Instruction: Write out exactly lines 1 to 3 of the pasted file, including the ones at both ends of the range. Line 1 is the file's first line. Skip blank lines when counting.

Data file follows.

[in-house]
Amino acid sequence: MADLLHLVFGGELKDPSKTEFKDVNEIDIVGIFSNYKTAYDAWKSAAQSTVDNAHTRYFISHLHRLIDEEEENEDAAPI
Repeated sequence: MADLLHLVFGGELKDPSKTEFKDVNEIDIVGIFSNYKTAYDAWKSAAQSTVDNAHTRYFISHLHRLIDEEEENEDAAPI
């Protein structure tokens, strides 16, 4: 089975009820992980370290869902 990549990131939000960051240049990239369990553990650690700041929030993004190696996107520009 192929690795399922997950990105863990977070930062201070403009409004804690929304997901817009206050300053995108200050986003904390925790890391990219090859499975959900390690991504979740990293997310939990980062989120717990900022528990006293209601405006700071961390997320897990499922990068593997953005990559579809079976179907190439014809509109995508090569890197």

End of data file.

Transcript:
[in-house]
Amino acid sequence: MADLLHLVFGGELKDPSKTEFKDVNEIDIVGIFSNYKTAYDAWKSAAQSTVDNAHTRYFISHLHRLIDEEEENEDAAPI
Repeated sequence: MADLLHLVFGGELKDPSKTEFKDVNEIDIVGIFSNYKTAYDAWKSAAQSTVDNAHTRYFISHLHRLIDEEEENEDAAPI